LIVE from Verizon Hall on WRTI: The Philadelphia Orchestra with Jan Lisiecki

Mar 7, 2019

On Sunday, March 10th from 2 to 4 PM, WRTI 90.1 comes to you LIVE from the broadcast booth at Verizon Hall for The Philadelphia Orchestra In Concert. The Fabulous Philadelphians will play works by Haydn, Mendelssohn, and Schubert. Listen again on March 11th at 7 PM on WRTI HD-2.

Pianist Jan Lisiecki is soloist. Yannick Nézet-Séguin conducts. WRTI's Gregg Whiteside is host. Join us on the radio at 90.1, streaming at WRTI.org and on the WRTI mobile App.

Featured are a first Philadelphia Orchestra performance of the overture to a Haydn opera that tells the tale of two sisters who are stranded for thirteen years on a deserted island after a storm at sea; the first piano concerto by the 20 year-old Felix Mendelssohn – played by Jan Lisiecki, the 23-year-old Canadian pianist who has won acclaim for his extraordinary interpretive maturity, distinctive sound, and poetic sensibility.

And after intermission, you'll hear the one symphony Franz Schubert felt was fully mature and intended for the public, meant to be judged in comparison with Beethoven, the lone, living symphonic composer of real consequence for him. Read detailed program notes from the concert.

The concert begins with the overture to (Franz) Joseph Haydn’s tenth opera, L'isola disabitata (The Deserted Island), written for the Eszterházy court, and most known for its dramatic Sturm und Drang overture. Though the rest of the opera didn’t even see print until H. C. Robbins Landon's 1976 edition, L’isola disabitata is actually enjoying something of a major revival today, thanks to the 2007 edition used at the Young Artists production in the Linbury Studio at the Royal Opera House, London.

One would hardly guess, given their disappearance from the repertory, but Haydn wrote many operas. They served a specific purpose: to please his employer in a private theater. Haydn acknowledged they were not well suited beyond that, especially in the light of Mozart’s magnificent achievements. But even if Haydn’s operas did not fare well with the general public, sections of them enjoyed another life as he recast them for use in his symphonies or performed them in concert. The overture to L’isola disabitata proved to be a popular success in Haydn’s time.

Felix Mendelssohn composed the G minor Piano Concerto while on a visit to Munich, where his frequent companion was Delphine von Schauroth, the daughter of a baroness. Felix dedicated the work to Delphine, with whom he seemed to be quite taken, but he assured his sister Fanny that he didn’t really love her. (But then Mendelssohn didn't quite love his wife Cécile, either, when they were wed in 1837. Passion and joy developed later, reversing the more common conjugal pattern.) Mendelssohn played the premiere of his first concerto himself in Munich in 1831, and often thereafter, with great success far and wide. Yet it was a performance by Franz Liszt, in Paris, that made the work truly famous.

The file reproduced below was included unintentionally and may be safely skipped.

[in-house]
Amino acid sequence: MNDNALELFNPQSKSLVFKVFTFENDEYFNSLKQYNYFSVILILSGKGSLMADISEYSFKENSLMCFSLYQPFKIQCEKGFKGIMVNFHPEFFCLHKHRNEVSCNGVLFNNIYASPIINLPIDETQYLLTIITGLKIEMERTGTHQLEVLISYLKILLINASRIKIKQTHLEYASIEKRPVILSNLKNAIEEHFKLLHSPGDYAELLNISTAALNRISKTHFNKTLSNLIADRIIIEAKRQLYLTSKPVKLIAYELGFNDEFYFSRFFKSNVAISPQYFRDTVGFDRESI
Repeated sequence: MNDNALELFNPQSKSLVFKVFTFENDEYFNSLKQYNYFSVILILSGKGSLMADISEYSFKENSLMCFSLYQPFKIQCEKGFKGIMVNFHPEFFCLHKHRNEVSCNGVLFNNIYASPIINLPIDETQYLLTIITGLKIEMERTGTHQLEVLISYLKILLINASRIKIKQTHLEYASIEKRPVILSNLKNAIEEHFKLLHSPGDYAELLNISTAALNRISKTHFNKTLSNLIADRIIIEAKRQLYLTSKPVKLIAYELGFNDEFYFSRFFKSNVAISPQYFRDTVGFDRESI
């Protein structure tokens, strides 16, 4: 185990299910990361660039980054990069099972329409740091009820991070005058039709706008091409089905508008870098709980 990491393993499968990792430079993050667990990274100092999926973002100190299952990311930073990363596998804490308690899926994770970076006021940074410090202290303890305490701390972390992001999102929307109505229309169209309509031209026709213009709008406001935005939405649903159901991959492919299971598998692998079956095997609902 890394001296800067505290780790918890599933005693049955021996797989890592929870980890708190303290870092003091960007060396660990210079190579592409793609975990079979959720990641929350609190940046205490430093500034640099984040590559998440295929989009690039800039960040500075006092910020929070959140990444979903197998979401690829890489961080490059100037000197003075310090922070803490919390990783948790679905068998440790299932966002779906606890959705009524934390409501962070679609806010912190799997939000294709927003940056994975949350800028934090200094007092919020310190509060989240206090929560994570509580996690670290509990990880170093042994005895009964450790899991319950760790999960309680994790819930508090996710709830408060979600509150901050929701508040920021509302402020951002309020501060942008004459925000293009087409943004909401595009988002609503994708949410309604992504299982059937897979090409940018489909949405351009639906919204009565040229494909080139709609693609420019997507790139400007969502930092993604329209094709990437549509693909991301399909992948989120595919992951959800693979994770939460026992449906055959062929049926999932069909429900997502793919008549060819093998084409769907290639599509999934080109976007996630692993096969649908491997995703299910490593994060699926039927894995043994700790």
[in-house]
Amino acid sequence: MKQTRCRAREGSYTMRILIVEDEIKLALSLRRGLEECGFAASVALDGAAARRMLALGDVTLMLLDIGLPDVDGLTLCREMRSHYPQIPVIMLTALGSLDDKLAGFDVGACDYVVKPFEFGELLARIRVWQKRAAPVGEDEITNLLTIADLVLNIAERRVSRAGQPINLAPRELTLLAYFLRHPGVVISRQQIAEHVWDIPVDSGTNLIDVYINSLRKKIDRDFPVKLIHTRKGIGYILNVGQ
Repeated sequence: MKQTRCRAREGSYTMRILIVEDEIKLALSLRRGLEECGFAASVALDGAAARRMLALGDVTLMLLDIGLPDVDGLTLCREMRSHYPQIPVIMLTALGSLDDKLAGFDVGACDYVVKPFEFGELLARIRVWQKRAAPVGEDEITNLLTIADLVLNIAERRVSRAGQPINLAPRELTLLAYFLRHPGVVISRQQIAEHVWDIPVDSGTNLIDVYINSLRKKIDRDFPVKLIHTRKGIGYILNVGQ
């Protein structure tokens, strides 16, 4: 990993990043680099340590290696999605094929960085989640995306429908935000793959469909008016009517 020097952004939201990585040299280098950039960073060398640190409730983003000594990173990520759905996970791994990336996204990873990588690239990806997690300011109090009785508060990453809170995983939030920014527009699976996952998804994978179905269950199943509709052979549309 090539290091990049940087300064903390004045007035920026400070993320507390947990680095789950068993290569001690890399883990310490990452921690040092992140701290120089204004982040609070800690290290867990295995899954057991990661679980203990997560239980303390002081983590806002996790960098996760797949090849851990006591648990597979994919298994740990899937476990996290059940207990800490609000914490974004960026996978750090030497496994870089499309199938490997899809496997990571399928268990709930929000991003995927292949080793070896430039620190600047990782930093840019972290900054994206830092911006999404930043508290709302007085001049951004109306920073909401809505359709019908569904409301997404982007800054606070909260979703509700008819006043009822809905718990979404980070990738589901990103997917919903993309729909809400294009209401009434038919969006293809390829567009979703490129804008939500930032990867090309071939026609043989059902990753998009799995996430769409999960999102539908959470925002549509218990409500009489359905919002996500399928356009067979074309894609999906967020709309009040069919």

Canadian pianist Jan Lisiecki, only 23 himself, performs the work Sunday afternoon, and his interpretive maturity, refined technique, and distinctive sound, give him a musical voice that belies his age. In 2017 he received the ECHO Klassik and the JUNO Awards for his fourth recording for Deutsche Grammophon, and his new DG album features both Mendelssohn concertos and selected solo works.

Franz Schubert would be amazed to learn that he has come to be regarded as a great symphonist, and astounded that he is discussed (and buried) beside his idol Beethoven, the most influential, if not the greatest, symphonist of them all. His 9th Symphony (“The Great”) wasn’t even performed until ten years after his death. It was Schubert’s brother Ferdinand, with whom he had lived in his final months, who sold many of Schubert's manuscripts to publishers and thus fueled a posthumous reputation that had eluded Schubert during his short, impoverished and largely unnoticed life.

But it was Robert Schumann who, visiting Ferdinand and looking over these manuscripts, discovered Franz's C-Major 9th Symphony, and brought it to the attention of his friend Felix Mendelssohn – by then the celebrated conductor of the great Leipzig Gewandhausorchester – and Mendelssohn gave it its first performance. Perhaps the most ecstatic praise was the very first the symphony received, a remarkably discerning essay by Schumann himself, after hearing that premiere performance: "Here we have, besides masterly power over the musical technicalities of composition, life in all its phases, color in exquisite gradations, the minutest accuracy and fitness of expression," that he likened to a thick romantic novel that for the very best reasons can never end.

During intermission, you'll hear Susan Lewis speak with Jan Lisiecki.

This should be a fantastic concert, and if you are unable to be at the Kimmel Center on Sunday, I’ll be in the booth at Verizon Hall to bring it to you live, as it happens, from 2 to 4 PM on WRTI 90.1, and streaming worldwide at wrti.org!

PROGRAM: 

Haydn: Overture to L’isola disabitata (First Philadelphia Orchestra performance)
Mendelssohn: Piano Concerto No. 1 in G Minor, Op. 25 

      Jan Lisiecki, piano

INTERMISSION
Schubert: Symphony No. 9 in C major, D. 944 ("Great")

     The Philadelphia Orchestra

     Yannick Nézet-Séguin, conductor

Gregg Whiteside is producer and host of The Philadelphia Orchestra in Concert broadcasts, every Sunday at 1 pm on WRTI 90.1, streaming online at WRTI.org, and on the WRTI mobile app! Listen again on Mondays at 7 pm on WRTI HD-2.